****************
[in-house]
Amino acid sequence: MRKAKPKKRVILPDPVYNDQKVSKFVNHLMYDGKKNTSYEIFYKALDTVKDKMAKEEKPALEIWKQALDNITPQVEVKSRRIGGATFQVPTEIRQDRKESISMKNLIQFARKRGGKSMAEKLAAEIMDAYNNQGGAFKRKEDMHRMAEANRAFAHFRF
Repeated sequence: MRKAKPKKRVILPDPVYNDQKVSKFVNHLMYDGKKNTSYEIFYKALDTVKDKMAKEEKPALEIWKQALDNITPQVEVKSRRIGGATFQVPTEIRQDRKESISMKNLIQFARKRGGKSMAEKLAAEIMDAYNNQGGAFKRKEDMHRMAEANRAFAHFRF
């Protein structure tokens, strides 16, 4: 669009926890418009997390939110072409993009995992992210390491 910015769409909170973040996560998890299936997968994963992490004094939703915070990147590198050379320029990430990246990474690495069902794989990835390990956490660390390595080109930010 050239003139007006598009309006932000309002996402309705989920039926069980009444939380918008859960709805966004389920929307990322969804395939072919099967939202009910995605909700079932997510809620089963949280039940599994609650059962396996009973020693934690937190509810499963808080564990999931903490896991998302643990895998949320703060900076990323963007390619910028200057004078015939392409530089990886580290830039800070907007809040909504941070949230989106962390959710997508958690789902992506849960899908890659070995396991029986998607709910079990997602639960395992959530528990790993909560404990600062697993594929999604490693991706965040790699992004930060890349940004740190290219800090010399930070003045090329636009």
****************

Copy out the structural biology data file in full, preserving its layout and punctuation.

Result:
[in-house]
Amino acid sequence: MRKAKPKKRVILPDPVYNDQKVSKFVNHLMYDGKKNTSYEIFYKALDTVKDKMAKEEKPALEIWKQALDNITPQVEVKSRRIGGATFQVPTEIRQDRKESISMKNLIQFARKRGGKSMAEKLAAEIMDAYNNQGGAFKRKEDMHRMAEANRAFAHFRF
Repeated sequence: MRKAKPKKRVILPDPVYNDQKVSKFVNHLMYDGKKNTSYEIFYKALDTVKDKMAKEEKPALEIWKQALDNITPQVEVKSRRIGGATFQVPTEIRQDRKESISMKNLIQFARKRGGKSMAEKLAAEIMDAYNNQGGAFKRKEDMHRMAEANRAFAHFRF
């Protein structure tokens, strides 16, 4: 669009926890418009997390939110072409993009995992992210390491 910015769409909170973040996560998890299936997968994963992490004094939703915070990147590198050379320029990430990246990474690495069902794989990835390990956490660390390595080109930010 050239003139007006598009309006932000309002996402309705989920039926069980009444939380918008859960709805966004389920929307990322969804395939072919099967939202009910995605909700079932997510809620089963949280039940599994609650059962396996009973020693934690937190509810499963808080564990999931903490896991998302643990895998949320703060900076990323963007390619910028200057004078015939392409530089990886580290830039800070907007809040909504941070949230989106962390959710997508958690789902992506849960899908890659070995396991029986998607709910079990997602639960395992959530528990790993909560404990600062697993594929999604490693991706965040790699992004930060890349940004740190290219800090010399930070003045090329636009």